All of that being said, there are many, many, many Reiki practitioners and teachers in the City who choose not to register with the CRA or pay for a holistic practitioner’s license and simply practice out of their home. I suppose if someone complained, say, about traffic or parking issues, the city could still send a bylaw officer to investigate.


  2. Pamela, thank you for bringing Reiki to the mainstream, and for taking the time to write this post. This is a great discussion. We would like to add to it by providing information about what we have learned so far being on the ground in New Jersey and attending subsequent NJ Massage & Bodywork Therapy Board meetings:

    1. To our understanding, there is no official exemption for Reiki or any other light-touch energy therapy (although, NJSA 45:11-68 c. states that “the law does not prohibit any person in engaging in the manipulation of the soft-tissue of the human body contained on hands, feet, or ears…”). Hands-off Reiki does not require a license to practice at this time. As you referenced in the blog, according to the September 2012 minutes, if one solely practices Reiki, a license is not required. However, during the July 24, 2013 Board meeting, the Board distributed to the attendees a document that stated, “A person who provides an energy therapy that involves touching a client in any way is engaged in massage and bodywork therapy and must obtain a license from the Board.” Consequently, we do not know the future status of hands-on Reiki.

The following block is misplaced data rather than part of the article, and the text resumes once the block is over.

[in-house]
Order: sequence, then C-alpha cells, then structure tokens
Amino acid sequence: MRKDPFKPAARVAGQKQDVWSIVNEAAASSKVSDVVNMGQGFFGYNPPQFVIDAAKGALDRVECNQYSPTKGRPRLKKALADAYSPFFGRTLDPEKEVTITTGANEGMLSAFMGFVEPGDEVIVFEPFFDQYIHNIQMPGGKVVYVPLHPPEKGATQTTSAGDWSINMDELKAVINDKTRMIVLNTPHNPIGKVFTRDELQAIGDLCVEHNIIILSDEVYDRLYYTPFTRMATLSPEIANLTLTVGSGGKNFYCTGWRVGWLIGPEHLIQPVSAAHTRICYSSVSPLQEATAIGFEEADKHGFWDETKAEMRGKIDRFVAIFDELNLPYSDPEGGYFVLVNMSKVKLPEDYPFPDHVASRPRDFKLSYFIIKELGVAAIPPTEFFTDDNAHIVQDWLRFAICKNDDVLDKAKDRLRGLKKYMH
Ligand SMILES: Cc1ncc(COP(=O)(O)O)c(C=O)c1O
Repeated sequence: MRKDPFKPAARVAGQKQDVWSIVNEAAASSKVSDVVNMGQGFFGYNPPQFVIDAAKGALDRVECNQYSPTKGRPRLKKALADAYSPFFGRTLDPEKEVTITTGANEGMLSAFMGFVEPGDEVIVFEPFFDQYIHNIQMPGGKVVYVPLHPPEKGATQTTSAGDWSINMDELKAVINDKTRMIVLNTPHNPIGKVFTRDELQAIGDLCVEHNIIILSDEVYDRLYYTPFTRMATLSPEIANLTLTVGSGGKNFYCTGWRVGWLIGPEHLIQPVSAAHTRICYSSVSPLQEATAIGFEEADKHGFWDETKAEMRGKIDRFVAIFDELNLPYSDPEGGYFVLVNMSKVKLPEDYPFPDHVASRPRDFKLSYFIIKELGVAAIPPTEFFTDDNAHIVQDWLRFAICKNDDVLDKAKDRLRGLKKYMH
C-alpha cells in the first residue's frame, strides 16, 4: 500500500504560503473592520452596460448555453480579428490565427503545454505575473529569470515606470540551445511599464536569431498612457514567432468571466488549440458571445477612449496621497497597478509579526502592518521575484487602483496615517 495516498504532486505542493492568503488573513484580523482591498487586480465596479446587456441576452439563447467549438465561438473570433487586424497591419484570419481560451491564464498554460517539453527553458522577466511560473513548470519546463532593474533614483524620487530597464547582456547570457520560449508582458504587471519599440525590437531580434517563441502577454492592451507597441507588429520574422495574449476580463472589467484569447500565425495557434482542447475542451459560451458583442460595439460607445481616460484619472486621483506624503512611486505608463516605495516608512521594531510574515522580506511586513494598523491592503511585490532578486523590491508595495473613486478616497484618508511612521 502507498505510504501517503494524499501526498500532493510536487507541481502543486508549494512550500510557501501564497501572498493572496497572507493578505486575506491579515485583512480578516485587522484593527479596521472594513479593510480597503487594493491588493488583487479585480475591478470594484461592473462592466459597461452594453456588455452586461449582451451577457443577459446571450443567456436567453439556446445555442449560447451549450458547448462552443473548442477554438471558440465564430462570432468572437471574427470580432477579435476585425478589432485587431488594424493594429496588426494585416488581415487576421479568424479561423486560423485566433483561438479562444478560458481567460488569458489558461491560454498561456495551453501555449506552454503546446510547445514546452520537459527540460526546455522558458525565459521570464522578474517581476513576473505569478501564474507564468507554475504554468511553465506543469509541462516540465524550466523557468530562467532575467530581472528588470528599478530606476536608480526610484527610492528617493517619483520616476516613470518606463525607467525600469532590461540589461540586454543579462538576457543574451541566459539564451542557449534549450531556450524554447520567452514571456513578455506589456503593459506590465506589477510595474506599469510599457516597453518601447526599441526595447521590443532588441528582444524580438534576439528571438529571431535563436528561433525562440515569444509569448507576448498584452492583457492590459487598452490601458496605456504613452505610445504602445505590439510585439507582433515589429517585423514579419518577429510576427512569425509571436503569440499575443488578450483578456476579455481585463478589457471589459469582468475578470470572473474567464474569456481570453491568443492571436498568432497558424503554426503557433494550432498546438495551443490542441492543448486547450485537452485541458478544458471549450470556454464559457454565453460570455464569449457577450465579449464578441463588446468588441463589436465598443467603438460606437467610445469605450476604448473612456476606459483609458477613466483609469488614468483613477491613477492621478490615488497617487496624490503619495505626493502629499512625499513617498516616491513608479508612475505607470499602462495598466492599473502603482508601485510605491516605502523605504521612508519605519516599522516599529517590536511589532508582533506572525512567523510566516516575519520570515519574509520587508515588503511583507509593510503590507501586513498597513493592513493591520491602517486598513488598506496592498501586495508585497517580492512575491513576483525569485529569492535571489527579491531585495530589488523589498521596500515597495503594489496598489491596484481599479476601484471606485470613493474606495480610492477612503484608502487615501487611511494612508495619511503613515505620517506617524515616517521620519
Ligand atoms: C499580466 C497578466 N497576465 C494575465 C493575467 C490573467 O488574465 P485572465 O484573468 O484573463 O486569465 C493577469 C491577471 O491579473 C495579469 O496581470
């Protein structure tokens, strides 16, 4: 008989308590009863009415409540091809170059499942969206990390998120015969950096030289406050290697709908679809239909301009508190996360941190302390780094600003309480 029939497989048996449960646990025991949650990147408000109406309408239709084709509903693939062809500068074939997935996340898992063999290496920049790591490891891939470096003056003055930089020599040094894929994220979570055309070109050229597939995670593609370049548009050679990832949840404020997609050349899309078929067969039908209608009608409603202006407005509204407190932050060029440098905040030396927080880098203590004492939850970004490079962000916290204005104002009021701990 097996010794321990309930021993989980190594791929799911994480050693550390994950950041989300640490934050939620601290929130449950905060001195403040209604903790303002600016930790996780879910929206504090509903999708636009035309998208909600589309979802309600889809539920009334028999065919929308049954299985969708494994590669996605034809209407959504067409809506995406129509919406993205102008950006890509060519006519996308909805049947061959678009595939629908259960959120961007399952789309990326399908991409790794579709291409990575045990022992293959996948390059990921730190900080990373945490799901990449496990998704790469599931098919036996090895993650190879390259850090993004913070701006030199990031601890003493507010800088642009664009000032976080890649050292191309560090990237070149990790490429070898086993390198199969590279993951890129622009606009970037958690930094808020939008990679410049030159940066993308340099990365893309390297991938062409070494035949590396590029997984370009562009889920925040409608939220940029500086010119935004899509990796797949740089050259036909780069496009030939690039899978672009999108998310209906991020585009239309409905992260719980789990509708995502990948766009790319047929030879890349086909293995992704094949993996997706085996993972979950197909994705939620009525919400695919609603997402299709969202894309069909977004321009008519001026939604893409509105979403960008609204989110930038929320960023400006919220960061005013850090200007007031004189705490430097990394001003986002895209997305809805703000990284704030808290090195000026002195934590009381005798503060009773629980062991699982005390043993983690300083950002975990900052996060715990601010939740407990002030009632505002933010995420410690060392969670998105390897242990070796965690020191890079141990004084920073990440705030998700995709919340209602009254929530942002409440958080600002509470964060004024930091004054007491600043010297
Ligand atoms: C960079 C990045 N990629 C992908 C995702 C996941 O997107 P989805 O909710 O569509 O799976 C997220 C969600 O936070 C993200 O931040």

2. Our experience shows us that public awareness is very important in making change. We created a petition in order to build awareness amongst practitioners affected by the legislation and the public they serve. As a result of the petition, we were added to the July 24, 2013 Board meeting agenda as a discussion item. In turn, the Board is now continuing to analyze the issue for all energy and light-touch practitioners, not only Reiki. We feel it is important to continue building a grassroots effort to change and/or clarify the Board’s position. If anyone would like to sign the petition, go to:

    3. In addition to signing and commenting on the petition, we encourage all light-touch practitioners to attend the next NJ Board meeting which is scheduled for September 25, 2013, 9am at 124 Halsey Street, 6th Floor, Newark, NJ 07102. As you gently stated, in approaching the Board and state legislators, it is essential to be professional and succinct in both verbal and written communication. In order to continue building awareness, we also encourage practitioners of energy and light-touch therapies to write letters. Practitioners who choose to write letters, might find these two customizable letters useful; one for Laura Anderson, Executive Director of the Board of Massage Therapy and Bodywork:, and one for Governor Christie: Both letters cite the law and regulations.